The University of Canberra (UC) is on a mission to forge stronger relationships with students and has scooped up Microsoft Dynamics CRM technology in a bid to make it a reality.
UC deputy director of projects and innovation, Rebecca Armstrong, said the university wants to better engage with students throughout their university experience, and deployed Microsoft Dynamics in order to gain deep insights to better support students and help them finish their degrees.
“Engaging with students throughout their university experience is critical for any tertiary institution,” Armstrong said.
“We need to help new students as they embark on their degrees, often providing relatively simple responses to queries such as ‘how do I enrol?’ and ‘where do I find my timetable?’, but also, over the course of their university journey we need to provide the much deeper insights and valued support that will sustain them and help them succeed.”
The University of Canberra has around 13,500 students at any given time – and 1,200 administrative and academic staff.
In addition to its Canberra campus, the university has relationships with institutions in Sydney, Brisbane and in Melbourne where students can be taught – and Armstrong said she needed to ensure a “streamlined and consistent relationship” between students and the university.
“This is a relationship that can last many years. It’s not like an online retailer who would seek to engage the consumer just as long as it takes to buy a pair of shoes – we need to maintain an authentic and supportive relationship with a student over their undergraduate, postgraduate, and alumni years,” she explained.
She said the university decided to implement Microsoft Dynamics in a bid to get enhanced intelligence. This means when a student calls or goes online for a chat session, university teams (including student advisors, welfare, international student support services, study skills, fees office and international compliance), have timely information available to respond to a student.
Essentially, the university can capture all interactions including inquiries, phone calls, emails and chat sessions, giving it access to a great level of detail and insight. The technology is also integrated with the Callista student management system, enabling the university to get greater visibility and intelligence across student records.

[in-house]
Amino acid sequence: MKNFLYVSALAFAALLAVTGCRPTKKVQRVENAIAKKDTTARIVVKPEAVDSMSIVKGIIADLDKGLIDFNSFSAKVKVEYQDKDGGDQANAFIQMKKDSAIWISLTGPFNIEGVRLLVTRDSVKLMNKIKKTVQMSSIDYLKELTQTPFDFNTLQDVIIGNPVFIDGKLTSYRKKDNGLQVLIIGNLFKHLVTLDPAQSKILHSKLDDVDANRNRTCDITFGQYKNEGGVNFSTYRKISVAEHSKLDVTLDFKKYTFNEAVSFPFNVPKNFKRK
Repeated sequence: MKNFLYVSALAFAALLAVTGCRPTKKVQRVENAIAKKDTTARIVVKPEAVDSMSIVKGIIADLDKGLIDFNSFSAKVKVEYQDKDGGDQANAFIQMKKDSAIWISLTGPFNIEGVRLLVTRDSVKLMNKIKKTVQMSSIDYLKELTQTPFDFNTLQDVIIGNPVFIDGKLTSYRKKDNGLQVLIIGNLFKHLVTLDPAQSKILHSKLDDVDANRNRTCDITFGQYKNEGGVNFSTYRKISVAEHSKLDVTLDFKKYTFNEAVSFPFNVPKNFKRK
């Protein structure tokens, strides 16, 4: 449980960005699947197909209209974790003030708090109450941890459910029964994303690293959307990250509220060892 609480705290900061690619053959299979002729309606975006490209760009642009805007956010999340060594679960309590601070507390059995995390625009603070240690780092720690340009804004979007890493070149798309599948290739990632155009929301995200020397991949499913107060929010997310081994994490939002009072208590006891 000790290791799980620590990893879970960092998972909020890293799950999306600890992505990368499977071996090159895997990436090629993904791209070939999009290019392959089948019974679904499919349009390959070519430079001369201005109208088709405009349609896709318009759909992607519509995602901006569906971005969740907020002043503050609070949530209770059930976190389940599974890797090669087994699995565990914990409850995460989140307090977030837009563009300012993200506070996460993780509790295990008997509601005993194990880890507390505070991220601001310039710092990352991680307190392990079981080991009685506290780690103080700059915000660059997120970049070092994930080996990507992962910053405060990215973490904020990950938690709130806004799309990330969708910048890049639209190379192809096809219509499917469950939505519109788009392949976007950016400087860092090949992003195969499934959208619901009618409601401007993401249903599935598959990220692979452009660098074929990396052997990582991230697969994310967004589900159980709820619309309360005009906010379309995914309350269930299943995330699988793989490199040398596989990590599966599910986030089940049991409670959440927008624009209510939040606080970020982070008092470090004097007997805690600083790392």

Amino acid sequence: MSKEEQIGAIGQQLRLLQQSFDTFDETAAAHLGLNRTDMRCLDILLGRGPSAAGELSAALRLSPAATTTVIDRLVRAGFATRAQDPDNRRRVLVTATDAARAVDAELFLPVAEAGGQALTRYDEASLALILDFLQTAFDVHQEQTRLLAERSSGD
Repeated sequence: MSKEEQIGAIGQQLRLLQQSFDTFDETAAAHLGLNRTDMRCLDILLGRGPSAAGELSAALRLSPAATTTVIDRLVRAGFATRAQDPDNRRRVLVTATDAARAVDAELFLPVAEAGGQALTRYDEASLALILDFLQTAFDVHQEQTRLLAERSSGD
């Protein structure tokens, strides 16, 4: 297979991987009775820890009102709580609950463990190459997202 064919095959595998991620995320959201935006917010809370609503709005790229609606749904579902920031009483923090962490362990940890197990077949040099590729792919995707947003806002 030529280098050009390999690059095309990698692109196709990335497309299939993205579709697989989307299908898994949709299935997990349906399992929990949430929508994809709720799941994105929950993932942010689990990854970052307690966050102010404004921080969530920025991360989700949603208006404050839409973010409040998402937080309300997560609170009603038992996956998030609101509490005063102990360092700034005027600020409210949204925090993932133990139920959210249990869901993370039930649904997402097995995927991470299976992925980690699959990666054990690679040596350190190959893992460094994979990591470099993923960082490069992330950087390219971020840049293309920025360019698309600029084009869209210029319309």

“We needed a system that was intelligent enough to know that if a student asks ‘where’s my exam held?’, and they are studying at TAFE Queensland in Brisbane, they’ll be given the relevant location.
“We can see their records and know that they are on track, or whether they may need to take an extra unit over our Winter term. If they did require another unit they might be flagged in the system as an Elite Athlete, then we can talk to them about flexibility for attendance over the term.”
Looking ahead, she said the university is considering extending the system so it supports new students, school leavers, international students, and alumni.
“We’re creating a platform for intelligent engagement with all our stakeholders, a way to create a strong and sustainable community,” she said.
Additionally, the university is using SharePoint Online as a collaboration platform, and has developed a system called InterFace, which is a dashboard for students that uses .NET and Microsoft Visual Studio Data Services.
“Students and staff can use the dashboard to assess their progress and performance, then tap into the underpinning analytics to see what they could do to improve their results.In the future, information from InterFace could be fed into Dynamics to give us near real-time understanding of what students are looking for. That sort of insight can really make a difference to a student’s engagement and retention,” Armstrong said.
Apps to turbo-charge
Meanwhile, UC CIO and director, ITM, David Formica, said the university has built .NET apps to turbo-charge engagement with students and analyse the data collected to fuel innovation.
“The temptation to build an app for everything should be resisted; no organisation has limitless reserves or skills. But where there is a genuine opportunity to innovate and competitively differentiate, home-grown apps can prove a game changer,” Formica said.
As such, the university has developed the Express Application, a .NET app which is accessible from any device, allowing prospective students, in as few steps as possible, to apply to study.
“If the student ticks the box on the application saying they don’t have work experience, the app excludes any work experience questions, taking the student directly to the next set of required answers,” he explained.
“It’s less frustrating for the student, and we can run analytics over the app to allow us to identify where students tend to stumble when completing their application. Armed with that insight we can examine if a question is too hard or ambiguous and go back and fix that.”
Formica said the app, which took four months to develop, has already cut the time taken to complete an application, and has been used almost 9,000 times – which is significant for a University with 12,000 students.
In addition, he said he development of the Interface student dashboard sets the university apart in the market.
“Developed using .NET and Microsoft Visual Data Studio, it has been designed to really encourage students to engage. The graphics are strong, with Interface also using Microsoft tools for the analytical examination of the student, enabling timely support, and helping lecturers improve the success of their class.”
He said the university also built a researcher dashboard that shows all research outputs.
“If we tried to licence a system for this it wouldn’t be cost efficient, but we were able to take our development frameworks and build both a research and student dashboard app that are delivering great benefits.”